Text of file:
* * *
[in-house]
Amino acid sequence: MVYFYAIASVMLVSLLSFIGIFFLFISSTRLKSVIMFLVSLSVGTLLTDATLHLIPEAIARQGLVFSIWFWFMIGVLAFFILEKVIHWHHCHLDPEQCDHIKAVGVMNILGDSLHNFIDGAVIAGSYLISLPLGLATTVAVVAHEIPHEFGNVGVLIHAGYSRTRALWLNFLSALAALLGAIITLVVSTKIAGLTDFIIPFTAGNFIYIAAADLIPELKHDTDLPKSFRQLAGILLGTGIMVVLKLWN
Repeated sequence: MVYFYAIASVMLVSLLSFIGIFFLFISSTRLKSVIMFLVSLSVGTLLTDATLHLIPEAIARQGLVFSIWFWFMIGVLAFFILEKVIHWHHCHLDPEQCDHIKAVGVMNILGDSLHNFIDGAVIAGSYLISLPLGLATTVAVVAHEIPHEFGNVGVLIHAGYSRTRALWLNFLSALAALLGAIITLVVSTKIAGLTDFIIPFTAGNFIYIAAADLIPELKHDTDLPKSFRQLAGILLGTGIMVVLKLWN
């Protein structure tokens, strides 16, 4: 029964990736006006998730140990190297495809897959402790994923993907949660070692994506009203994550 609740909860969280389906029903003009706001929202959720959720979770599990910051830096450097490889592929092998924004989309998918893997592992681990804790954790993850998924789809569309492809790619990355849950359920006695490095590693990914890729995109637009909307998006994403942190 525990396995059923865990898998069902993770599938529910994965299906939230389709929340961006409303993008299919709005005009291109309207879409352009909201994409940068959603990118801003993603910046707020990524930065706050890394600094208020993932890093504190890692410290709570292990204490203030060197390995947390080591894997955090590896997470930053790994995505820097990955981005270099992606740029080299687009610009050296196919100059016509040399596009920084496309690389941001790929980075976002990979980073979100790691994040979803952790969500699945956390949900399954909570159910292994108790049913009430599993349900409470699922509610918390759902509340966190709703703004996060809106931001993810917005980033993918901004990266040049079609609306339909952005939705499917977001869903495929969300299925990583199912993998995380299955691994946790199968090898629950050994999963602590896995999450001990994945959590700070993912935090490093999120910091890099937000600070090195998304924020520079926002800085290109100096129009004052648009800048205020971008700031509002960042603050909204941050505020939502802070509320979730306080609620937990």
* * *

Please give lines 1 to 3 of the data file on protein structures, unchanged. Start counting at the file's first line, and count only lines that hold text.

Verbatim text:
[in-house]
Amino acid sequence: MVYFYAIASVMLVSLLSFIGIFFLFISSTRLKSVIMFLVSLSVGTLLTDATLHLIPEAIARQGLVFSIWFWFMIGVLAFFILEKVIHWHHCHLDPEQCDHIKAVGVMNILGDSLHNFIDGAVIAGSYLISLPLGLATTVAVVAHEIPHEFGNVGVLIHAGYSRTRALWLNFLSALAALLGAIITLVVSTKIAGLTDFIIPFTAGNFIYIAAADLIPELKHDTDLPKSFRQLAGILLGTGIMVVLKLWN
Repeated sequence: MVYFYAIASVMLVSLLSFIGIFFLFISSTRLKSVIMFLVSLSVGTLLTDATLHLIPEAIARQGLVFSIWFWFMIGVLAFFILEKVIHWHHCHLDPEQCDHIKAVGVMNILGDSLHNFIDGAVIAGSYLISLPLGLATTVAVVAHEIPHEFGNVGVLIHAGYSRTRALWLNFLSALAALLGAIITLVVSTKIAGLTDFIIPFTAGNFIYIAAADLIPELKHDTDLPKSFRQLAGILLGTGIMVVLKLWN